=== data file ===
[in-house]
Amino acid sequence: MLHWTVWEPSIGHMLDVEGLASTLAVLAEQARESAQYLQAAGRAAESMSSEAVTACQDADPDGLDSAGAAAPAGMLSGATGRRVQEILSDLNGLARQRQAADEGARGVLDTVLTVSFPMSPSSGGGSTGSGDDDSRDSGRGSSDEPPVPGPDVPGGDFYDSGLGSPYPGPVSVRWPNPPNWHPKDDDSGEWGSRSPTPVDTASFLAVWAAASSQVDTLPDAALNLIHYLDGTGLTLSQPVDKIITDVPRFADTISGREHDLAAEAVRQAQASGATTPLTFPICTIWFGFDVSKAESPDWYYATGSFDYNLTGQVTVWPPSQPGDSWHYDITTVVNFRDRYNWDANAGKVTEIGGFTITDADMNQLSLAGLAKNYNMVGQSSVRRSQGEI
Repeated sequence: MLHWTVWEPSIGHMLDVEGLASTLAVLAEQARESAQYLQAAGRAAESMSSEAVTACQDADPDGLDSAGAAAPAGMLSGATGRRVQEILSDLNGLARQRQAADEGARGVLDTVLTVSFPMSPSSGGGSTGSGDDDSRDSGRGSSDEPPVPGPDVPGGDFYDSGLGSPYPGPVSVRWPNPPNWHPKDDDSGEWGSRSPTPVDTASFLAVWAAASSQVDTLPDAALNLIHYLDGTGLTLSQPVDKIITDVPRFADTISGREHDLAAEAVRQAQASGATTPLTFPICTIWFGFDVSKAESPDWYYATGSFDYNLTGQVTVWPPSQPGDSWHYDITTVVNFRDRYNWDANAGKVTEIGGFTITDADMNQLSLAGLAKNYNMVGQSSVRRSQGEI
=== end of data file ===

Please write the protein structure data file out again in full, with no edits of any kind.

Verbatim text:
[in-house]
Amino acid sequence: MLHWTVWEPSIGHMLDVEGLASTLAVLAEQARESAQYLQAAGRAAESMSSEAVTACQDADPDGLDSAGAAAPAGMLSGATGRRVQEILSDLNGLARQRQAADEGARGVLDTVLTVSFPMSPSSGGGSTGSGDDDSRDSGRGSSDEPPVPGPDVPGGDFYDSGLGSPYPGPVSVRWPNPPNWHPKDDDSGEWGSRSPTPVDTASFLAVWAAASSQVDTLPDAALNLIHYLDGTGLTLSQPVDKIITDVPRFADTISGREHDLAAEAVRQAQASGATTPLTFPICTIWFGFDVSKAESPDWYYATGSFDYNLTGQVTVWPPSQPGDSWHYDITTVVNFRDRYNWDANAGKVTEIGGFTITDADMNQLSLAGLAKNYNMVGQSSVRRSQGEI
Repeated sequence: MLHWTVWEPSIGHMLDVEGLASTLAVLAEQARESAQYLQAAGRAAESMSSEAVTACQDADPDGLDSAGAAAPAGMLSGATGRRVQEILSDLNGLARQRQAADEGARGVLDTVLTVSFPMSPSSGGGSTGSGDDDSRDSGRGSSDEPPVPGPDVPGGDFYDSGLGSPYPGPVSVRWPNPPNWHPKDDDSGEWGSRSPTPVDTASFLAVWAAASSQVDTLPDAALNLIHYLDGTGLTLSQPVDKIITDVPRFADTISGREHDLAAEAVRQAQASGATTPLTFPICTIWFGFDVSKAESPDWYYATGSFDYNLTGQVTVWPPSQPGDSWHYDITTVVNFRDRYNWDANAGKVTEIGGFTITDADMNQLSLAGLAKNYNMVGQSSVRRSQGEI